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What’s Your Self-Development Plan?

If you’re thinking I’m asking about your personal self-development plan, you’d be only half right. So often we segregate our lives into personal and professional. But I’m in disagreement with this view.

We aren’t made up of compartments – we live whole lives. That means, when we think about goals and aspirations regarding our career, family, health and finances we need to look at our own big life picture.

Think of your life as a spider’s web. All parts are held in balance with each other, albeit sometimes tenuous. Whatever happens in one aspect of our life has impact on others.

As an executive leadership coach, I work with clients wanting to develop their professional competencies. In order to do that, it’s critical that we also look at how other aspects of their lives intersect with their learning.

Having a self-development plan is critical to your success. Being complacent and letting life happen is fine but won’t ensure you’re learning, reflecting and moving forward with intention.

At times your plan’s emphasis will be on health and other times career. But keeping the big picture in mind will help you achieve your goals. For example, if you’re planning to start a family, how will you realistically continue to meet your career objectives? Or if work is taking over your life, how is that supporting your health?

Consider approaching your self-development plan with these questions:

  1. What are the priorities in your life right now? This can change from time to time and that’s okay. Base your plan on what’s important to you now.
  2. What is your Why? How might you focus on what your purpose is to help build your self-development plan?
  3. What aspect of your life has room to give in order to put more emphasis into other parts of your life?
  4. What is the learning you want to put in your plan and how does that relate to the various aspects of your life? (Hint: it should support more than one goal)
  5. What do you want to have achieved in 2, 5 and 10 years? (Knowing of course that life changes along the way)
  6. What if you were to make this plan about you and what you want? As opposed to what you think others want of you? How will that affect your plan?
  7. What will you need to ensure you’re accountable in following your plan?

There are multitudes of templates, tools and approaches you can use to support your plan. MindTools offers some great tools for free. The important thing is that you set it up to work for you.

The key to a successful plan and the ability to see it through rests with its simplicity and detail.

That’s right. The challenge is to not make it more than you can possibly achieve. But it does require putting in both where you want to get to and how you are going to do it. The “how” requires specific activities that will help to move you forward.

As you create these activities look for the links and impacts to each part of your life. If furthering your education will take up the majority of your time, how will that impact your family life? How might you reorganize your time to meet your family commitments? Are there opportunities to combine your goals or use the space in between work or education to do healthy activities?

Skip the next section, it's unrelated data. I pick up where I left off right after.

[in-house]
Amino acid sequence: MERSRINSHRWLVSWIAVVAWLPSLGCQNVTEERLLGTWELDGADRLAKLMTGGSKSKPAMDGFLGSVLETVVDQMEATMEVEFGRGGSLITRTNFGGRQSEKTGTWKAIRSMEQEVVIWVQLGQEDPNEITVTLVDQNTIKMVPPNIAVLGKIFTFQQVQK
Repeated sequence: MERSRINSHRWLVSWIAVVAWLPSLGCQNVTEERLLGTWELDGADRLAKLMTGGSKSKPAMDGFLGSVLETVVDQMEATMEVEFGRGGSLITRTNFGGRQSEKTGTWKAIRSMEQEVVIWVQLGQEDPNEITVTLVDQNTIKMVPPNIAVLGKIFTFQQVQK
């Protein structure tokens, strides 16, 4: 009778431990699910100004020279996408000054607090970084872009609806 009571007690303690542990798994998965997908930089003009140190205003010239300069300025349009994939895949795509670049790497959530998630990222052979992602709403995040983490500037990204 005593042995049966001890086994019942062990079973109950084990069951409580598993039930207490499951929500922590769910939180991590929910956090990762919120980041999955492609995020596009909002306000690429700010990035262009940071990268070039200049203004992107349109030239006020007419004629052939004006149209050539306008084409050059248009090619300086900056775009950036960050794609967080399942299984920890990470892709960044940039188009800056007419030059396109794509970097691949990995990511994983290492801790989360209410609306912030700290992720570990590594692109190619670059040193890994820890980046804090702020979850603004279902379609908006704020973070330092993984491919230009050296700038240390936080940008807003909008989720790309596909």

Finally, keep it simple by chunking your goals into time frames. Life shifts and being able to keep to your goals and activities is easier if you put them in 1-3 month periods.

Creating your self-development plan is your responsibility. Make it work for you. The results will follow!

When your why shifts

Lately I’ve had a spate of clients who struggle with understanding why their current position isn’t satisfying them anymore. They know something isn’t right but are caught in the “can’t see the forest for the trees”. They may even know something needs to change but through fear, stress or loyalty, they are stuck.

I know the feeling – I’ve been there. I never aspired to work in the public sector, but there I found myself. We had two young children and my husband starting his own business. Pension, benefits and a regular paycheck were my WHY.

It worked brilliantly for a long time – until it didn’t. This didn’t happen overnight. As my children got older I started to question my values and aspirations. My values weren’t lining up with the company’s culture.

In retrospect I can see that my original WHY was no longer working for me. But at the time I was caught up with the stress, the loyalty and no idea for my future.

My story isn’t unique. What I’ve learned is that as we move through life, our context changes and for many of us, we don’t recognize the need to change with it. Simply put, as we change, so too might our WHY.

Let’s take a closer look at what your WHY really means.

Basically your WHY is your motivation. It’s your purpose. For many of us it can be strongly influenced by our external context at a point in time.

I researched articles and studies on how motivation (your WHY) impacts your work and job choices. I’m intrigued by the work of Lisa A. Mainiero and Sherry E. Sullivan, whose research focused on a five-year study examining women and men’s career patterns. Their term Kaleidoscope Career describes:

“…a career created on your own terms, defined not by a corporation but by your own values, life choices, and parameters. Like a kaleidoscope, your career is dynamic and in motion; as your life changes, you can alter your career to adjust to these changes.”

Their work found that a complex interplay among issues of authenticity, balance, and challenge are behind why we shift careers through our life course. It’s about taking stock of career decisions and making changes to meet: